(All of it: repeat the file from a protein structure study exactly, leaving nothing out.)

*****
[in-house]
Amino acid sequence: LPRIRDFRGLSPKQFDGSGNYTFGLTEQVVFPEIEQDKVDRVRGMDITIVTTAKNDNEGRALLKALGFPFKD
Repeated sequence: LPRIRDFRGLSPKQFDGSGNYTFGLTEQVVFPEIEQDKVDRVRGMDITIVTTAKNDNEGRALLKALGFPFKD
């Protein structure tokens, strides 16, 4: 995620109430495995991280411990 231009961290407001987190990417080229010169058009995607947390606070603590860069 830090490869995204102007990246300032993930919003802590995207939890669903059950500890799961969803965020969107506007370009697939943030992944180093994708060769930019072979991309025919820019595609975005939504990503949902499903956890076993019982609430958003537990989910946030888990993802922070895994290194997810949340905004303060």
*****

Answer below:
[in-house]
Amino acid sequence: LPRIRDFRGLSPKQFDGSGNYTFGLTEQVVFPEIEQDKVDRVRGMDITIVTTAKNDNEGRALLKALGFPFKD
Repeated sequence: LPRIRDFRGLSPKQFDGSGNYTFGLTEQVVFPEIEQDKVDRVRGMDITIVTTAKNDNEGRALLKALGFPFKD
């Protein structure tokens, strides 16, 4: 995620109430495995991280411990 231009961290407001987190990417080229010169058009995607947390606070603590860069 830090490869995204102007990246300032993930919003802590995207939890669903059950500890799961969803965020969107506007370009697939943030992944180093994708060769930019072979991309025919820019595609975005939504990503949902499903956890076993019982609430958003537990989910946030888990993802922070895994290194997810949340905004303060």